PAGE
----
The EU’s incomplete path to economic governance

, by FM Arouet

The EU's incomplete path to economic governance

The current path to economic governance set by EU leaders is the right one and needs to be consolidated. However, it is insufficient when it comes to ensuring the long-term sustainability of the euro and European economic growth.

As the crisis seems to ease, the EU’s long-term problems strike back

The euro crisis seems to be on a positive path to resolution, as pressure on Italy and Spain’s sovereign debt markets slowly decreases and the contagion from Greece and Portugal to the rest of the eurozone seems less straightforward than previously. EU leaders and markets are now starting to pay more attention to long-term issues, and the future looks less bright than a euro crisis resolution would suggest. Europe needs to grow - this is the only sustainable answer to the debt crisis. More importantly, it needs to grow together if it wants the euro “to outlive us all”, as EC President Barroso recently said. Economic governance is the key to ensuring that Europe’s different regions grow without deepening divergences. The new treaty implementing fiscal constraints provides the necessary teeth to the Strategic and Growth Pact, and is a crucial step towards avoiding future repetition of the debt crisis. However, this is incomplete: if Europe wants the euro to work, it needs to strengthen its economic governance.

What, why, how: credible economic governance needs radical steps

The expression “economic governance” encompasses a diverse set of policies that are collectively important in preserving the euro and making European economies more efficient.

First, the EU needs new policies to preserve and enhance the Single European Market (SEM) - especially in the fields of services, employment and social rights - in order to create a solid level playing field which will benefit all Europeans.

Second, the EU needs a much bigger central budget in order to ensure fiscal transfers between its most competitive regions and those lagging behind. This is essential: if there are no fiscal transfers, divergences in competitiveness will arise because different regions will have different inflation levels due to diverging expense levels and the distinct characteristics of national economies. Countries can’t use monetary policy, so another adjustment mechanism is needed. The distortions created are even more important if the countries lagging behind fail to implement reforms, and if the European Central Bank applies a monetary policy tailored to the needs of the German economy.

In order for the EU budget to efficiently play the economic role of a “government budget”, it needs to be increased from its current level of 1% of EU GDP to at least 10% of EU GDP. This should be achieved by allowing the EU to levy tax, and should not be done without making EU institutions more directly accountable to people than they currently are. These steps are doubtlessly considerable, but are necessary should Europe decide to remain united over the very long term.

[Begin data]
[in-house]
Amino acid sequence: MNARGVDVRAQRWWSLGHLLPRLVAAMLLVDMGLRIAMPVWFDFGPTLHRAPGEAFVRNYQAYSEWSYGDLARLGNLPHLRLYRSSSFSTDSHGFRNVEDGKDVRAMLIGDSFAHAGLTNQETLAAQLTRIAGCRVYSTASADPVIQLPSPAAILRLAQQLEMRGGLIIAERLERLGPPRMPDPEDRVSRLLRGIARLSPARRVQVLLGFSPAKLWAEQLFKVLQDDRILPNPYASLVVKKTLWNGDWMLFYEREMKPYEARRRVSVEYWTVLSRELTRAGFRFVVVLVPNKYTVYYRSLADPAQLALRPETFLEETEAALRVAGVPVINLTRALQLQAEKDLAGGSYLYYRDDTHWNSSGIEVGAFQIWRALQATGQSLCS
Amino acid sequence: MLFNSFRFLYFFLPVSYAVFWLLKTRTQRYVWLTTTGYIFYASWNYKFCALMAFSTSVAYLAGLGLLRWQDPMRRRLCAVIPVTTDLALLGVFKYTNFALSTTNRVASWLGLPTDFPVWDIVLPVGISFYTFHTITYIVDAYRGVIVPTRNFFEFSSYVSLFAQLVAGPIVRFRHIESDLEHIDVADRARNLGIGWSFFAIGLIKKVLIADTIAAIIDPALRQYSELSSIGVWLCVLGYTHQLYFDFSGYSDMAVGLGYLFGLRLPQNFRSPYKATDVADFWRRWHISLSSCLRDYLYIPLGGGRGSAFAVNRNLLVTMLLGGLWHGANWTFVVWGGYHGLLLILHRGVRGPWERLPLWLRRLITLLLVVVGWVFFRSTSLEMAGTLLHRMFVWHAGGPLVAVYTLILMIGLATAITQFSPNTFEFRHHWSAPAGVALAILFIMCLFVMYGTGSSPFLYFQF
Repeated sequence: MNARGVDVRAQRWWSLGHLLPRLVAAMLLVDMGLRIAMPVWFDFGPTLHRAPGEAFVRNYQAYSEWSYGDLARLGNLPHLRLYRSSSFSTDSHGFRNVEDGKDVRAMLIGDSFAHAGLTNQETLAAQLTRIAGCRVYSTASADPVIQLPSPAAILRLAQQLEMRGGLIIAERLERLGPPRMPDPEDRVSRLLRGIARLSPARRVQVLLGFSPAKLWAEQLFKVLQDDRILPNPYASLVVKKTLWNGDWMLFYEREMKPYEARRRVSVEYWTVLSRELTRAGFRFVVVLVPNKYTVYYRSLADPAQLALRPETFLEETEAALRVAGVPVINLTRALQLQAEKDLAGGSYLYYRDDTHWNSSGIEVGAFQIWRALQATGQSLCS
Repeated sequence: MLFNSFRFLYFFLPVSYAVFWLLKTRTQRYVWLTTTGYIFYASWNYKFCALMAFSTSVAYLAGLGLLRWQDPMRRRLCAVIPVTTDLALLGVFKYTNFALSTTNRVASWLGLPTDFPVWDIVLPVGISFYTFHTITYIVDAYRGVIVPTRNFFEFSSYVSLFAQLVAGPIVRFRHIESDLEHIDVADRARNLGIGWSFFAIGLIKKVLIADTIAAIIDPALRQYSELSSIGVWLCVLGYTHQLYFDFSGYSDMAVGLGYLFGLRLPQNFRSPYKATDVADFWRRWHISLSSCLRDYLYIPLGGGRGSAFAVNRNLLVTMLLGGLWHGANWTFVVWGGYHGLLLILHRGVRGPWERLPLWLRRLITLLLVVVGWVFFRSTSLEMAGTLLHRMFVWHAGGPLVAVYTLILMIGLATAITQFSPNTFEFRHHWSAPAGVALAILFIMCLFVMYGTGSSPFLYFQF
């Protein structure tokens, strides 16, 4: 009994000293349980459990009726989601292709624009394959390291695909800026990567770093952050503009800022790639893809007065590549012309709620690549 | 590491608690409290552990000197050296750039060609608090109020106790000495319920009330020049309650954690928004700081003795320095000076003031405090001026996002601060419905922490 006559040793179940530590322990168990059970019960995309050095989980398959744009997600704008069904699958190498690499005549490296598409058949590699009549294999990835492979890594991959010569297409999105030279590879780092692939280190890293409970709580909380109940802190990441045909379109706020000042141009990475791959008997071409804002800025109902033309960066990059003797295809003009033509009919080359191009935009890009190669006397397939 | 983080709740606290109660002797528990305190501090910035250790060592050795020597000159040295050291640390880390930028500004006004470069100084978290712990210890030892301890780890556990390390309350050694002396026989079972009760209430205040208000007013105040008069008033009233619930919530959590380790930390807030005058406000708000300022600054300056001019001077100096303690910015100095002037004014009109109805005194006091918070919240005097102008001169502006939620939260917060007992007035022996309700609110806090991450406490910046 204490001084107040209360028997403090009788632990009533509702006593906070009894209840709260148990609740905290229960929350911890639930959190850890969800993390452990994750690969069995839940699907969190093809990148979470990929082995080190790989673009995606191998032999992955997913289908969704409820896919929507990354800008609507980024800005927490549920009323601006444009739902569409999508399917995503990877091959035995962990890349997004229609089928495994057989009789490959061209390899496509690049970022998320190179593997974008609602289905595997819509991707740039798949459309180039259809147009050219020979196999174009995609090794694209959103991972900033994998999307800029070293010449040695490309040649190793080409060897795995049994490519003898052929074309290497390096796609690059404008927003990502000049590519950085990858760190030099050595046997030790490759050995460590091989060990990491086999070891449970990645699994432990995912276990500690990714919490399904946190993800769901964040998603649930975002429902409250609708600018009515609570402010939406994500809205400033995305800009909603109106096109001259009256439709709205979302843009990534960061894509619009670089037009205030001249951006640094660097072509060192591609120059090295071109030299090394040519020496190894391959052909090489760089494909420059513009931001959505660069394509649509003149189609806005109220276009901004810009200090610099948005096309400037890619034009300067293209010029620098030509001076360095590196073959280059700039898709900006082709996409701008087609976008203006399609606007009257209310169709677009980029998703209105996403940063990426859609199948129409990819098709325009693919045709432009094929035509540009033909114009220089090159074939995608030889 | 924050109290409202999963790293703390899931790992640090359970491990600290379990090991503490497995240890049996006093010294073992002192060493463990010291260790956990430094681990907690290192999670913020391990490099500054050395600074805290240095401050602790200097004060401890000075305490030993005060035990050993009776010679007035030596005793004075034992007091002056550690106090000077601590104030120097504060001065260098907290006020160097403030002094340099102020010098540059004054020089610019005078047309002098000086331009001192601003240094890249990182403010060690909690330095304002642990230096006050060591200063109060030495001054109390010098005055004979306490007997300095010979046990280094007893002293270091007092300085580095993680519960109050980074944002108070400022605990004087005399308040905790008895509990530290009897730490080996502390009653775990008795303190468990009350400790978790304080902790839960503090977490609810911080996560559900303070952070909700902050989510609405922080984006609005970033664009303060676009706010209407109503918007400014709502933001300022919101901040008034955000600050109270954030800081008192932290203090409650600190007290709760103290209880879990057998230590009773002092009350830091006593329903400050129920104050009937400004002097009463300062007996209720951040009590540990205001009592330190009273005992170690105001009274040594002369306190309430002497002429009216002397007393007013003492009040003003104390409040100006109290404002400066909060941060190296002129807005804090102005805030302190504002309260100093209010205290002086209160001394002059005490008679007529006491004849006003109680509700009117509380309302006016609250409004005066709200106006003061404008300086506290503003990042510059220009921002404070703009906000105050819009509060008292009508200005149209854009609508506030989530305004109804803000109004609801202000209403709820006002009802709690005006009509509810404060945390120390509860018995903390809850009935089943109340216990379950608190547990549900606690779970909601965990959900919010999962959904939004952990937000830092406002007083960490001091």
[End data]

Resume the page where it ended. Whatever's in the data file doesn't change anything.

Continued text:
If it’s political, let politics in the room

Needless to say, the most conflictual aspect in implementing these policies lies in the transfer of powers and fiscal sovereignty to the EU they entail. Strengthening the EU’s economic governance shouldn’t be achieved without strengthening EU institutions and making them more directly accountable. Here, the direct election of the European Commission President should be a priority. These debates are too important for Europe’s future to be left to sole eurocrats, especially when it comes to deciding which path to crisis resolution Europe should take. Germany’s political stance on the necessity for budgetary balance in the eurozone is perfectly justified. Angela Merkel is right to put the periphery under pressure, as political habits in these countries need to change and reforms must be implemented should they want to remain in the eurozone, which is in the interest of all.

However, on the other hand other EU countries need to remind Germany that, in order for the eurozone to work, efforts need to be made on both sides: Germany needs to take measures to boost its internal demand, and accept slightly loosening the ECB’s monetary policy in order to reflect the eurozone’s diverse needs. 28% of Germany’s GDP comes from exports to the eurozone. This is considerable and reflects the current account imbalances within the eurozone. Furthermore, Germany is comparatively more competitive than the periphery, partly because the euro artificially maintains a 1:1 exchange rate between the “German euro” and “Southern euros”, whereas economists agree that the real exchange rate between Germany and Italy or Spain is rather 1:1.5. This also reflects Germany’s dependence on the eurozone. Southern political leaders should use these facts to increase their bargaining power against the Germans and push for more EU-wide growth-enhancing policies. Angela Merkel knows that, and she should start telling her voters that if Greeks don’t have any money, they won’t be able to buy any Mercedes.

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